from The American Heritage® Dictionary of the English Language, 4th Edition

  • adj. Covered or obscured, as with clouds or mist.
  • adj. Clouded over.
  • adj. Gloomy; melancholy.
  • adj. Sewn with long, overlying stitches in order to prevent raveling, as the raw edges of fabric.
  • n. A covering, as of mist or clouds.
  • n. An arch or support for a passage over another passage in a mine.
  • n. A cast made in fishing that falls beyond the point intended.
  • n. An overcast stitch or seam.
  • transitive v. To make cloudy or gloomy.
  • transitive v. To cast beyond (the intended point) with a fishing rod.
  • transitive v. To sew with long, overlying stitches.
  • intransitive v. To become cloudy or gloomy.

from Wiktionary, Creative Commons Attribution/Share-Alike License

  • n. An outcast.
  • n. A cloud covering all of the sky.
  • adj. Covered with clouds; overshadowed; darkened.
  • adj. The sky is said to be overcast, when it is more than 90% covered by clouds.
  • adj. In a state of depression; gloomy; melancholy.
  • v. To overthrow.
  • v. To cover with cloud; to overshadow; to darken.
  • v. To make gloomy; to depress.
  • v. To be or become cloudy.
  • v. To transform.

from the GNU version of the Collaborative International Dictionary of English

  • adj. Completely or almost completely covered over with clouds; -- of the sky.
  • adj. Sewn by overcasting.
  • transitive v. To cast or cover over; hence, to cloud; to darken.
  • transitive v. To compute or rate too high.
  • transitive v. To take long, loose stitches over (the raw edges of a seam) to prevent raveling.
  • transitive v. To fasten, as single sheets, by overcast stitching or by folding one edge over another.

from The Century Dictionary and Cyclopedia

  • To throw over or across.
  • To cover; overspread.
  • To cloud; darken; cover with gloom.
  • To cover with skin, as a wound; hence, to have (a wound) healed.
  • To cast or compute at too high a rate; rate too high.
  • In sewing, to fasten by stitching roughly through and over two edges of a fabric. Also overseam.
  • To become cloudy or dull; become dark or gloomy.
  • In geology, cast or thrust beyond a normal position, as in a thrust-fault or overturned fold.
  • n. In mining, an air-duct or passage which crosses above another passage.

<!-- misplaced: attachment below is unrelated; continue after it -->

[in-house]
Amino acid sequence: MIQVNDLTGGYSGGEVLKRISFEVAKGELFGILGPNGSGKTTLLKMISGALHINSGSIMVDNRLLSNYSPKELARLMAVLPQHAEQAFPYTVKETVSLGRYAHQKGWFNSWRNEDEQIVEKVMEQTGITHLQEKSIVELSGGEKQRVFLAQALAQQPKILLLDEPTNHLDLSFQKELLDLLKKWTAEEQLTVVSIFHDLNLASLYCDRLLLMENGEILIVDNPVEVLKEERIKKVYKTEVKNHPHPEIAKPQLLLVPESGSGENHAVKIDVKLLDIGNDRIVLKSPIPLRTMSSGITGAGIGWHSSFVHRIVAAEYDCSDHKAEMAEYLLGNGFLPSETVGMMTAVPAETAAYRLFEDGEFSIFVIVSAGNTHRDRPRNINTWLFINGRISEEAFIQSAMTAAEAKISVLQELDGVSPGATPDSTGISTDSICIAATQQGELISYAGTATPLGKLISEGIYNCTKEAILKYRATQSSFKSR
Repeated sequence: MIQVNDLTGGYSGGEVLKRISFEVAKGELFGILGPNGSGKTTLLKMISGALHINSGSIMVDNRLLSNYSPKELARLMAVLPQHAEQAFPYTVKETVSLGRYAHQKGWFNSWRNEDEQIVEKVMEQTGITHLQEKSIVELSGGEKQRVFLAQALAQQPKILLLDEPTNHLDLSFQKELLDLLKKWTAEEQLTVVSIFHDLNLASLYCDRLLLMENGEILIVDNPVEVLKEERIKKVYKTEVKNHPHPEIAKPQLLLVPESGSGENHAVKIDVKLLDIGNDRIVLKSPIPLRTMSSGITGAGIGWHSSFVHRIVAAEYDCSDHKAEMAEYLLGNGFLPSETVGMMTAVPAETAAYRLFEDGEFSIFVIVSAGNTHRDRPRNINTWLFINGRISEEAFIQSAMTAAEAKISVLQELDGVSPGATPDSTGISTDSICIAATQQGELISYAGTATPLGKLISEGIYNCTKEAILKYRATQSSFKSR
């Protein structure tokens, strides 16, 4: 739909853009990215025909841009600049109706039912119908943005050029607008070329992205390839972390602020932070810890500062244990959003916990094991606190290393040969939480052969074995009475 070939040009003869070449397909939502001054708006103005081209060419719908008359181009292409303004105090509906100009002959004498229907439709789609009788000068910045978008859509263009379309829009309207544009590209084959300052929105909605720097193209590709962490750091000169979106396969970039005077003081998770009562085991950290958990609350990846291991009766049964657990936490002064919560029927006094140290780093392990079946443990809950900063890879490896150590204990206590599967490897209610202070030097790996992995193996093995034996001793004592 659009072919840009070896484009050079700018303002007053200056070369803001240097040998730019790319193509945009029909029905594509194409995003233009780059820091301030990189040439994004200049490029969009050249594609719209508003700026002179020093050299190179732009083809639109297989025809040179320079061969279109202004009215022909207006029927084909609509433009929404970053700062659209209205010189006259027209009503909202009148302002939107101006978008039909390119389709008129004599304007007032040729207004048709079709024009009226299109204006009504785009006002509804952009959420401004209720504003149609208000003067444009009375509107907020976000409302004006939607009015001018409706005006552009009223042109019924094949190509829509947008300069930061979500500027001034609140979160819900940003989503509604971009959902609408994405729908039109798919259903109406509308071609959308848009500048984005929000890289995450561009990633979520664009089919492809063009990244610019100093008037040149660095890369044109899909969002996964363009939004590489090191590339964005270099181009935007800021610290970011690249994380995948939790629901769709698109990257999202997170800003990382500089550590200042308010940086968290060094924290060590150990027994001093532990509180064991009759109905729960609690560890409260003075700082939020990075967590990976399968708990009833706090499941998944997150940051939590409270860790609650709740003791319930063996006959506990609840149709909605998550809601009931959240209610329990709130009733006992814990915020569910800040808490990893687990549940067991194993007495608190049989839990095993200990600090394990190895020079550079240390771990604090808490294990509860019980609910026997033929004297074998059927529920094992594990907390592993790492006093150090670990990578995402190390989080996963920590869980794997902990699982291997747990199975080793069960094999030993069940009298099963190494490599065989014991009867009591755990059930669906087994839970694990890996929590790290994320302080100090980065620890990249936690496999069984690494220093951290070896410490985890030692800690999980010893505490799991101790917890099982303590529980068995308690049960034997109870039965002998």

from WordNet 3.0 Copyright 2006 by Princeton University. All rights reserved.

  • v. make overcast or cloudy
  • v. sew with an overcast stitch from one section to the next
  • v. sew over the edge of with long slanting wide stitches
  • n. gloomy semidarkness caused by cloud cover
  • n. a long whipstitch or overhand stitch overlying an edge to prevent raveling
  • n. a cast that falls beyond the intended spot
  • adj. filled or abounding with clouds
  • n. the state of the sky when it is covered by clouds


from Wiktionary, Creative Commons Attribution/Share-Alike License

over- +‎ cast


  • It has been such a boost to do this in overcast weather, that I have made up my mind to get a pretty calender for ever single room next year.


  • The early fall blast of intense heat follows an unusually cool summer that often found beaches covered in overcast and whipped by chilly winds.

    Los Angeles Heat Wave Bakes At Record 113 Degrees

  • "A little bit overcast is actually a lot better than a sunny sky for us out there," Miller said.

    NHL players excited to go outdoors in Buffalo's chill

  • At the airport he gave them a standard briefing and an update on the New York surface weather, which was stagnant under a low, thin overcast, with light winds and thickening haze.

    The Crash of EgyptAir 990

  • On the morning of the 1968 crash -- during a spy mission shrouded in overcast, foggy weather -- the OP-2E Neptune's pilot radioed that he was going to drop through a hole in the clouds, according to a synopsis from

    Buck, Arthur C.

  • The visibility was good enough to work, and although I found out to my surprise that the cloud deck at 8,000 feet was a solid overcast, I blasted out the code word for go and the strike was on.

    Thud Ridge

  • The crew was last seen descending through thin overcast toward the target area and it never reappeared.

    Baker, Arthur D.

  • Middleton races, – that there was no refusing to let Eugenia take that pleasure, after her behaving so nobly: her face was then again overcast with the deepest gloom; and she begged not to hear of the races, nor of any other place, public or private, for going abroad, as she meant during the rest of her life, immoveably to remain at home.

    Camilla: or, A Picture of Youth

  • What is called overcast in other places is called here, only a few miles from the beach, the marine layer.


  • And in my opinion, Wednesday's blow-out IPO performance proves Tesla is tailor-made for this kind of overcast environment on Wall Street.

    Hilary Kramer: Is Tesla a Buy?


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